Enbridge’s legal battles continues; will defy state request

In November, Governor Whitmer demanded Line 5 be shut down by May
Published: Jan. 18, 2021 at 5:07 PM EST
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STRAITS OF MACKINAC, Mich. (WLUC) - Enridge says it will defy the state’s demand to stop operations of Line 5 in the Straits of Mackinac.

Enbridge says it has reviewed Governor Gretchen Whitmer’s request and believes she has overstepped her authority.

“We really believe the state is defying the law with this notice,” said Ryan Duffy, Spokesperson for Enbridge.

In November, Governor Whitmer demanded the line be shut down by May. Enbridge is seeking an injunction that would stop the state from taking action. The disagreement now heads to federal court.

“We meet all of our commitments from the state and the state has failed to show otherwise,” said Duffy.

Line 5 is the pipeline that travels through the Great Lakes and delivers light crude oil to be transformed into other energies including propane.

Enbridge argues it is a federal government agency (the Pipeline and Hazardous Materials Safety Administration or PHMSA) that is its safety regulator, not the state of Michigan. Opponents of the line, expressed some disagreement:

“They tend to overlook the fact that they have an agreement with the state to use the bottom of the Straits,” said Horst Schmidt, President of the Upper Peninsula Environmental Coalition.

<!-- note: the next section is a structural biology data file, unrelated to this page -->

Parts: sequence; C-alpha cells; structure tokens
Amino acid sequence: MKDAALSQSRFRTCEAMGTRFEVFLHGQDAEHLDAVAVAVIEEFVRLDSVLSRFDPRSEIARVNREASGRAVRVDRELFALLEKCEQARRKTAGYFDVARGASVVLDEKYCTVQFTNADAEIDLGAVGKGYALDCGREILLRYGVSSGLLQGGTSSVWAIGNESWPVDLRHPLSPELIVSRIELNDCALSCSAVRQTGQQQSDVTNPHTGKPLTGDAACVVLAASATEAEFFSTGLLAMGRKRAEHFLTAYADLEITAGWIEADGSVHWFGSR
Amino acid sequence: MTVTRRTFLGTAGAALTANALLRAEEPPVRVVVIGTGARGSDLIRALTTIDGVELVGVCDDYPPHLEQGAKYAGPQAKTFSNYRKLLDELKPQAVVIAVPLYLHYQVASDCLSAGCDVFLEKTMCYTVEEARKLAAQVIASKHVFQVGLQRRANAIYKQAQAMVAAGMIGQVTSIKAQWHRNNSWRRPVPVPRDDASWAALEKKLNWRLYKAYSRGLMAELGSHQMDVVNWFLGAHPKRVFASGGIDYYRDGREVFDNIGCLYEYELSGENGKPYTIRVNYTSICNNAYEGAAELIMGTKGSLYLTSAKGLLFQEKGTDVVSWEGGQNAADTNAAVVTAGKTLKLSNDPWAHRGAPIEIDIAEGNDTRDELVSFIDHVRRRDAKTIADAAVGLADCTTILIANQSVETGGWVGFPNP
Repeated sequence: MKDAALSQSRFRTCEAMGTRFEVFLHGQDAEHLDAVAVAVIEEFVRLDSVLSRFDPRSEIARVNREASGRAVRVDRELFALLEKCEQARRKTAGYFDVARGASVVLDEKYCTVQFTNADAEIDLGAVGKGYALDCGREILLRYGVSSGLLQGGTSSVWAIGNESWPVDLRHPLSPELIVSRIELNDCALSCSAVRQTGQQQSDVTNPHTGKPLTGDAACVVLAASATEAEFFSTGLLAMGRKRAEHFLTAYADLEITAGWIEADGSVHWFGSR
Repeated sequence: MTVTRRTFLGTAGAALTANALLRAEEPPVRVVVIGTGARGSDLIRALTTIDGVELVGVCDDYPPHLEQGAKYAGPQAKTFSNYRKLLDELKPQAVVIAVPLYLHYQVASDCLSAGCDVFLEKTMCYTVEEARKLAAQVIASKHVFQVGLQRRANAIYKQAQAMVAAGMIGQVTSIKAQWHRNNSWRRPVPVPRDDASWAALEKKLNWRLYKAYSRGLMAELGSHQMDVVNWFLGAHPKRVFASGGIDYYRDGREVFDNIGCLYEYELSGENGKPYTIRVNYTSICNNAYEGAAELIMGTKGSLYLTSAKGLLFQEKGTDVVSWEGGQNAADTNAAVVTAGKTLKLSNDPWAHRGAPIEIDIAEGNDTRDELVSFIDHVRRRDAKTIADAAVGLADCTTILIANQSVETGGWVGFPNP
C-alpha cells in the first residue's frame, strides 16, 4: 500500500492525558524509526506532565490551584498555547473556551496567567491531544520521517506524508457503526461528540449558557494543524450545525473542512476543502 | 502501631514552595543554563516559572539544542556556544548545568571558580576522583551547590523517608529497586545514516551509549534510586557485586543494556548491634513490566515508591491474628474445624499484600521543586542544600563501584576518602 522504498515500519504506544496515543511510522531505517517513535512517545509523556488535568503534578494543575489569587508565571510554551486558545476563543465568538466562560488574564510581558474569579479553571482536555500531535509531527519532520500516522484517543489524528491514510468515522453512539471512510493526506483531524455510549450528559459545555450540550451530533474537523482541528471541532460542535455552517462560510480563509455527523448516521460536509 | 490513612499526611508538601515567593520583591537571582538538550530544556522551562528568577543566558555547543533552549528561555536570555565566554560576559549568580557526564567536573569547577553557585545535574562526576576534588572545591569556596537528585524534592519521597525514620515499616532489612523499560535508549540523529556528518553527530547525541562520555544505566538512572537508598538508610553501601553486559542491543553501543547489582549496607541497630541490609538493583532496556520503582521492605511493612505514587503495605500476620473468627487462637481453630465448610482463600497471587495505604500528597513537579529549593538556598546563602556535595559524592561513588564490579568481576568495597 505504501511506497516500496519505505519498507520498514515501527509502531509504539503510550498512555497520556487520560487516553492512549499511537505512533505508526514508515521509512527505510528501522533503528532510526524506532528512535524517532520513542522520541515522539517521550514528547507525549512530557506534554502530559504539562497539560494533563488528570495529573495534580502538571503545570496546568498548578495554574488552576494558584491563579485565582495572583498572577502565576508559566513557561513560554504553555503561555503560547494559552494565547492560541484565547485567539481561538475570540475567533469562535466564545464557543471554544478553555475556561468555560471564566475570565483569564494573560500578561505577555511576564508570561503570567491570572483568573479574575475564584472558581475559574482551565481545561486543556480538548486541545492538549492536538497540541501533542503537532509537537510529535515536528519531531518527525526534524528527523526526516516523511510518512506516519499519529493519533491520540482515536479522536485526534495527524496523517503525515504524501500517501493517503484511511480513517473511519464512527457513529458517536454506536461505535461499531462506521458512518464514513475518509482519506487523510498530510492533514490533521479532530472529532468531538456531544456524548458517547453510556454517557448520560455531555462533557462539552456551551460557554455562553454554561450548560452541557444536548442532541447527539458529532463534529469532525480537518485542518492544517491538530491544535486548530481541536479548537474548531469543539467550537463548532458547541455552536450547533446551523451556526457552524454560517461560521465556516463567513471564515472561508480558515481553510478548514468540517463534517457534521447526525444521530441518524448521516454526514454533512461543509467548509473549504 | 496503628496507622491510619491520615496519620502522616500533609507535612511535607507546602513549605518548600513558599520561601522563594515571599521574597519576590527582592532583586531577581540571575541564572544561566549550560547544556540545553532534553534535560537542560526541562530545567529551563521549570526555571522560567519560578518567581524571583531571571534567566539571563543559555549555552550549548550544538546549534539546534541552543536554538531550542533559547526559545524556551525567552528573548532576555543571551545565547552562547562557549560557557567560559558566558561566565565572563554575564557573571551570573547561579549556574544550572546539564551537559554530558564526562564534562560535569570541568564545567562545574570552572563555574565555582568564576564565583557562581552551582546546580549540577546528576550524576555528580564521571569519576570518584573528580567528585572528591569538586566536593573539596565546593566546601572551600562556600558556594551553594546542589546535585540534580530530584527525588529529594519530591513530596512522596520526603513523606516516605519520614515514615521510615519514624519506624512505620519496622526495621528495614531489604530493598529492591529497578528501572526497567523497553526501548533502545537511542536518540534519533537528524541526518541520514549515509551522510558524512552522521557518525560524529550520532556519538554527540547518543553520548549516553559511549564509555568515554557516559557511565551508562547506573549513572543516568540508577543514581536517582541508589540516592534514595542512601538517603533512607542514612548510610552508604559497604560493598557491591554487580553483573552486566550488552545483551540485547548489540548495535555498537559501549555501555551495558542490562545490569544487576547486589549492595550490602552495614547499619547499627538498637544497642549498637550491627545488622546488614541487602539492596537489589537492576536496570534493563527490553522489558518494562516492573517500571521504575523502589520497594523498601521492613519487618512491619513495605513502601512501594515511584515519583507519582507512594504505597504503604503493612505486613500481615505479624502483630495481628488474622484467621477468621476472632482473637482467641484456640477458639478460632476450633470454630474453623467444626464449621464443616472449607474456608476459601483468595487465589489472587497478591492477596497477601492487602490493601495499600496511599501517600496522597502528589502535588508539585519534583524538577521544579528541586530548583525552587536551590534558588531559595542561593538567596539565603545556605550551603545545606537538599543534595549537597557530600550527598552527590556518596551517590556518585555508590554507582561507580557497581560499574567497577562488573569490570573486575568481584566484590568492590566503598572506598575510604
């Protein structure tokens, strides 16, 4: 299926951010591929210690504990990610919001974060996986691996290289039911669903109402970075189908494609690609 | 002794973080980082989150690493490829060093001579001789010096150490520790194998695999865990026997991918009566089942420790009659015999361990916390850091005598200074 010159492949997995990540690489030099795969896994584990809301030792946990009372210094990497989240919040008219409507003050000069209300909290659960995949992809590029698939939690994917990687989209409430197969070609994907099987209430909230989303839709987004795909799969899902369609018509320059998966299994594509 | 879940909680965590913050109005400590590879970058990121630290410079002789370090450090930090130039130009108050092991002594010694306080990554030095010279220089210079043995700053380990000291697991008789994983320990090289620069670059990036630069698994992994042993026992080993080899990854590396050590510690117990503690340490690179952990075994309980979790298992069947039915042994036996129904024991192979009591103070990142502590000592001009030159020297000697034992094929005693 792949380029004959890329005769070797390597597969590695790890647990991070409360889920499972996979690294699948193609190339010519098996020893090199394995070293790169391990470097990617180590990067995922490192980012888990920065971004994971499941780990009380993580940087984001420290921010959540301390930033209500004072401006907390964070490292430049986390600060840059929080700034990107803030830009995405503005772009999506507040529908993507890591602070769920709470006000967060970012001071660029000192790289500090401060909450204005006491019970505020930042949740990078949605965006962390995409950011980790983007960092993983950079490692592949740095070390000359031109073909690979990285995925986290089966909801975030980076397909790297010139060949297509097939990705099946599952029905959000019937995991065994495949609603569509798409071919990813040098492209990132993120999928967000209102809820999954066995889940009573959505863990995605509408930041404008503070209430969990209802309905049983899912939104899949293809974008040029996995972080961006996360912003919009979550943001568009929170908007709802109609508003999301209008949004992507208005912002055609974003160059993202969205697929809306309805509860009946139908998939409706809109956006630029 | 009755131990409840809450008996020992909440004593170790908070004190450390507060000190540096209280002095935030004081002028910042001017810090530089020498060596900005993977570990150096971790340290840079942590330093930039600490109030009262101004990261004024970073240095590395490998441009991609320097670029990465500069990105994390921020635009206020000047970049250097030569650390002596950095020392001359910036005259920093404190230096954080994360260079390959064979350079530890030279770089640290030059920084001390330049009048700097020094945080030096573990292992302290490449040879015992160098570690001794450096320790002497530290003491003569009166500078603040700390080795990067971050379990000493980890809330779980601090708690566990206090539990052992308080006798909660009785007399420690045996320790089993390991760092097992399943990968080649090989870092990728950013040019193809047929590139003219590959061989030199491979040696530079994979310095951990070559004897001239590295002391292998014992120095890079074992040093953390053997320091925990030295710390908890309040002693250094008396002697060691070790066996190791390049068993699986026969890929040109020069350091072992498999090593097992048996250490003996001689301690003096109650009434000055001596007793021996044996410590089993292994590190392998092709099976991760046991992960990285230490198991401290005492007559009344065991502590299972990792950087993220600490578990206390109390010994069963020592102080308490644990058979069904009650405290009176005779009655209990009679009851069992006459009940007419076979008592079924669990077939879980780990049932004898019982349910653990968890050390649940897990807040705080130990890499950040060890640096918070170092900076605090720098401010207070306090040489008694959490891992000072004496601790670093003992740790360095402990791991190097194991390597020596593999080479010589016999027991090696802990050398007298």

According to Enbridge, 65% of the propane used in the U.P. comes from Line 5.

“There would be serious impacts if anything were to interrupt Line 5,” said Duffy.

The Upper Peninsula Environmental Collation says there are other dealers building up their storage capacity that would be able to provide Upper Michigan with propane.

“We don’t see any of the propaganda by Enbridge and its allies,” said Schmidt.

Support for Enbridge has often been split along party lines. In 2018, it was former Republican Governor Rick Snyder who reached an agreement with the company to build the Great Lakes Tunnel Project.

It would place the pipeline up to 250 feet below the lakebed within concreate walls.

An agreement Democrat Governor Whitmer campaigned against.

“It’s really foolish and dangerous,” said Whitmer on Oct. 29, 2018. “I will go to court. I will challenge it.”

Courts have previously upheld the agreement between the company and the former governor.

The most recent action taken by Governor Whitmer now awaits a decision from federal court.

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